High Hat Cafe

Written by Mary Ann Fitzmorris March 01, 2024 11:32 in Dining Diary

Sometimes I wonder how Tom settled on a place to eat out. It’s hard for me, because I am encumbered by things he wasn’t, like not wanting to go somewhere in a neighborhood I found intimidating, or a place that didn’t feel good. For him, it was strictly about the food. I think my feelings are more the norm, but still, I have to write and talk about something.

With a meal to experience and content to use, I scanned my mental map of the city and decided on High Hat, a place I have been to only once, and a long time ago when Adolfo Garcia owned it. Several years have passed since then and I was still in no hurry to go.

High Hat is a place counter to my sensibilities. I would call it quirky, but weird is more appropriate. “Not to my taste”, though I really wish it was. Or I did. The menu is vast and full of interesting things, particularly sides, which I gravitate to anyway.

This visit would be a real search to find some common ground. The menu is exciting. and I want so much of it. There was a vague idea in my head of what I would get until we walked in and saw fried speckled trout on the menu. Also a macaroni salad, and a few pies that seemed interesting.

We started with the basket of cornbread. I also wanted a basket of fries which are housecut here, and pimento cheese, and the gumbo “with a dark roux” seemed like a good idea. For entrees, we settled on a Cuban Sandwich and the fried trout special. I also got that macaroni salad and a side of coleslaw, just because I love coleslaw.

The cornbread was so ordinary I wished I had gotten a slice for $2 instead of a basket for $6. It wasn't bad, but  it just wasn’t necessary to eat more than a few bites. We did not get the basket of fries because our really great waitress advised us that the Cuban Sandwich came with fries. I am always grateful when a server saves me money.

Pimento cheese is another of those menu items I always compare to my own, and theirs comes up short. This was very different from mine, which tends to be loaded with “stuff” This was pure smooth bright orange pimento cheese. I have to put this on par with my own. It reminded me of orange Play Doh, but the flavor got me past that very quickly. It was sharp and tangy and just perfect. The crostini it was served with were too thick and a little salty, but also very good, and this was a nice combo.

The highly-touted “dark roux” gumbo was another disappointment. It is hard to describe what I mean by this but sometimes meat in a dark gravy or sauce or soup has nothing behind it but the color, and the meat can be overcooked in a way that is just odd. This gumbo had all those unpleasant qualities. Too thin, flavorless, strange texture to the meat, and totally uninteresting except for that bewildering meat thing. It was dark, though.

The macaroni salad could more accurately be described as a carb salad, containing potatoes as well. This was not objectionable, just surprising, I have never seen that. It was tasty enough and creamy. I don’t see macaroni salad much but I do like it. This was an unusual version, but good.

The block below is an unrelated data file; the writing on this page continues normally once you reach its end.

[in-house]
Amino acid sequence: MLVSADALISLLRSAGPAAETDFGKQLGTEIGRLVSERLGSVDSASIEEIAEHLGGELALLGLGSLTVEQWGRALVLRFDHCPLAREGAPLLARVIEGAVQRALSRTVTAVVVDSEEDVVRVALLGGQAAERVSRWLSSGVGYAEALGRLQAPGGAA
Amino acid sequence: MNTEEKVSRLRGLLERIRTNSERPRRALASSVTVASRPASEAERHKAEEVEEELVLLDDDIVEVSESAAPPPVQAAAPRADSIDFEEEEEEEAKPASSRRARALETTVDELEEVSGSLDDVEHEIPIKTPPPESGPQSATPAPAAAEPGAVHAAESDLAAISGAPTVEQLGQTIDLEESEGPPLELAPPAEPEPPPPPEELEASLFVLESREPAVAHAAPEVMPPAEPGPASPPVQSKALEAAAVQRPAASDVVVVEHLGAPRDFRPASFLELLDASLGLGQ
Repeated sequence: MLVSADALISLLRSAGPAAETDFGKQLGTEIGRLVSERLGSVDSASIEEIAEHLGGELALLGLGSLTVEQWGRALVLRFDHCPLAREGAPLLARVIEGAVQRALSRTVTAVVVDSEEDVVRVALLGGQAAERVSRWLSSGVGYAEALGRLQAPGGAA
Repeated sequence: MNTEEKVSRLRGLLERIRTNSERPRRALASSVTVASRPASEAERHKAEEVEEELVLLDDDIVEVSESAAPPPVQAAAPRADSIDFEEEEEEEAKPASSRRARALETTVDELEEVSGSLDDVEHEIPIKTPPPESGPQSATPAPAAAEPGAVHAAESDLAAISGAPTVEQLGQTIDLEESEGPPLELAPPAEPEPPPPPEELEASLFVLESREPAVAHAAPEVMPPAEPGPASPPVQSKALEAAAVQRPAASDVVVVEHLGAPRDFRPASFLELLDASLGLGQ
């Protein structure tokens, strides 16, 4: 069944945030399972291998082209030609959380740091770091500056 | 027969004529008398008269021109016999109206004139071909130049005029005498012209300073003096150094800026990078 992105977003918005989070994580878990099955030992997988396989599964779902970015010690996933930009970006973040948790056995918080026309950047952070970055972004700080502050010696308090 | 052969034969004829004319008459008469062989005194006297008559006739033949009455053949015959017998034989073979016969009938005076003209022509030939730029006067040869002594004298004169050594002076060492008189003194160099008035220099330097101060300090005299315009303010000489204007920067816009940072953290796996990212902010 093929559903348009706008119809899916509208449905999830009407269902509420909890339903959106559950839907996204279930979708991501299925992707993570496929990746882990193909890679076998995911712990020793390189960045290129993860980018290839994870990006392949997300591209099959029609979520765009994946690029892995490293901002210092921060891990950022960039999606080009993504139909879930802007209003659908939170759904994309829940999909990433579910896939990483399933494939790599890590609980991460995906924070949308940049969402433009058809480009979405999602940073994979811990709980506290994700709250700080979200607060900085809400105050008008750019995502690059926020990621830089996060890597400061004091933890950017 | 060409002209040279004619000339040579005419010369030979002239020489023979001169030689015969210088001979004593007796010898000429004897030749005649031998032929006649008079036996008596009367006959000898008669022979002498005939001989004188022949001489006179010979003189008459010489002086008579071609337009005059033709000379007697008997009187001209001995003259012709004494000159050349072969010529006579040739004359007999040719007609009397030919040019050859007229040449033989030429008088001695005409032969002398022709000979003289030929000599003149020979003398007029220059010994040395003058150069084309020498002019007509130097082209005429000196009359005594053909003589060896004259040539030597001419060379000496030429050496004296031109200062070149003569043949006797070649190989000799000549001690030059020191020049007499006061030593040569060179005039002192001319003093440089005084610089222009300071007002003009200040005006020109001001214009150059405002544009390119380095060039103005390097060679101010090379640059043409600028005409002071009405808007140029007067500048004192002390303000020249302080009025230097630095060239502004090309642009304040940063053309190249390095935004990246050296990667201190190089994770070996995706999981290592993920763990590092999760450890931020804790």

The coleslaw was equally good. Very thin and stringy cabbage vegetables in a creamy base, this was not too sweet. I brought it home to eat some more.

The Cuban Sandwich was another disappointment, mainly because I didn't care for the sweetness of the housemade pickles, and the pork was not especially good. I kept wishing I was eating Katie’s Cubano, which is smoky and perked up with regular dill pickles and a shock of yellow mustard. The best.

Accompanying the sandwich was a pile of terrific housecut fries. These were the best I have had in a long while. They were not cold and limp, they were salted fine, and were the right thickness. 

Tom’s fish was an interesting plate of food. I simply have to start reading through menu items, or blackboard descriptions. When I read fried speckled trout I pictured a fried fish platter in New Orleans. I even stupidly asked for tartar sauce. What arrived was fried fish in an unusual batter, set atop pan-seared buttery broccoli, accompanied by yellow curried rice.

There was nothing wrong with any of this. It was just completely different from my expectations. This is my fault for not reading through descriptions, but why is due diligence required by the diner? This is New Orleans, and fried speckled trout conjures up images of a platter of fish with a pile of fries. The tartar sauce was more of that ridiculous herbal sauce. We didn’t need it anyway with a platter like this.

I liked the curried rice, and I liked the broccoli, and I like the fish, but it is hard to overcome an image of something else.

The food was good. The service was great. Really friendly and special. Servers are guides who are very proud of what they are serving. They want to help you love it. And I love that.

High Hat is full of neighborhood people who go there a lot. The servers seem to know them. The food is overall fine but not something I need to return for. It’s a little weird, and I am tired of weird. I will leave it to the regulars. My patronage is not needed.